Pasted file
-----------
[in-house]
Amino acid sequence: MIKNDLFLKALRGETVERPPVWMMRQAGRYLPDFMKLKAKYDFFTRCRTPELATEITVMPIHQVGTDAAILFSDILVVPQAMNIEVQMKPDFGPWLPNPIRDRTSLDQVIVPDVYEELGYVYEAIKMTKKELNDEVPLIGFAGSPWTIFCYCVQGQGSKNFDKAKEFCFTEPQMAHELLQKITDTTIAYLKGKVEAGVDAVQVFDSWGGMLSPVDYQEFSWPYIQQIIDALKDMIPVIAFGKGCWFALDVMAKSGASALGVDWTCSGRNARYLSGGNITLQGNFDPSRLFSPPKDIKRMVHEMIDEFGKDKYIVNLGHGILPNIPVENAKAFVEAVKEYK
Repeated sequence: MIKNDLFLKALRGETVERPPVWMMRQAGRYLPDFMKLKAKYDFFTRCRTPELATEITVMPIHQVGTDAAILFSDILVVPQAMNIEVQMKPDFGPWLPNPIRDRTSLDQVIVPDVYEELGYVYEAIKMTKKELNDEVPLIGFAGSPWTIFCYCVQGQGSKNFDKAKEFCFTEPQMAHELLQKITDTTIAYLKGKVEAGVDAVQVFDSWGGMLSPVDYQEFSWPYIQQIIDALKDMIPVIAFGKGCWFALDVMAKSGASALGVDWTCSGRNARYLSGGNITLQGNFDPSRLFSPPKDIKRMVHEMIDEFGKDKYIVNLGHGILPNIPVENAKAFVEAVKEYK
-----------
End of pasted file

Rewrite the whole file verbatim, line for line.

[in-house]
Amino acid sequence: MIKNDLFLKALRGETVERPPVWMMRQAGRYLPDFMKLKAKYDFFTRCRTPELATEITVMPIHQVGTDAAILFSDILVVPQAMNIEVQMKPDFGPWLPNPIRDRTSLDQVIVPDVYEELGYVYEAIKMTKKELNDEVPLIGFAGSPWTIFCYCVQGQGSKNFDKAKEFCFTEPQMAHELLQKITDTTIAYLKGKVEAGVDAVQVFDSWGGMLSPVDYQEFSWPYIQQIIDALKDMIPVIAFGKGCWFALDVMAKSGASALGVDWTCSGRNARYLSGGNITLQGNFDPSRLFSPPKDIKRMVHEMIDEFGKDKYIVNLGHGILPNIPVENAKAFVEAVKEYK
Repeated sequence: MIKNDLFLKALRGETVERPPVWMMRQAGRYLPDFMKLKAKYDFFTRCRTPELATEITVMPIHQVGTDAAILFSDILVVPQAMNIEVQMKPDFGPWLPNPIRDRTSLDQVIVPDVYEELGYVYEAIKMTKKELNDEVPLIGFAGSPWTIFCYCVQGQGSKNFDKAKEFCFTEPQMAHELLQKITDTTIAYLKGKVEAGVDAVQVFDSWGGMLSPVDYQEFSWPYIQQIIDALKDMIPVIAFGKGCWFALDVMAKSGASALGVDWTCSGRNARYLSGGNITLQGNFDPSRLFSPPKDIKRMVHEMIDEFGKDKYIVNLGHGILPNIPVENAKAFVEAVKEYK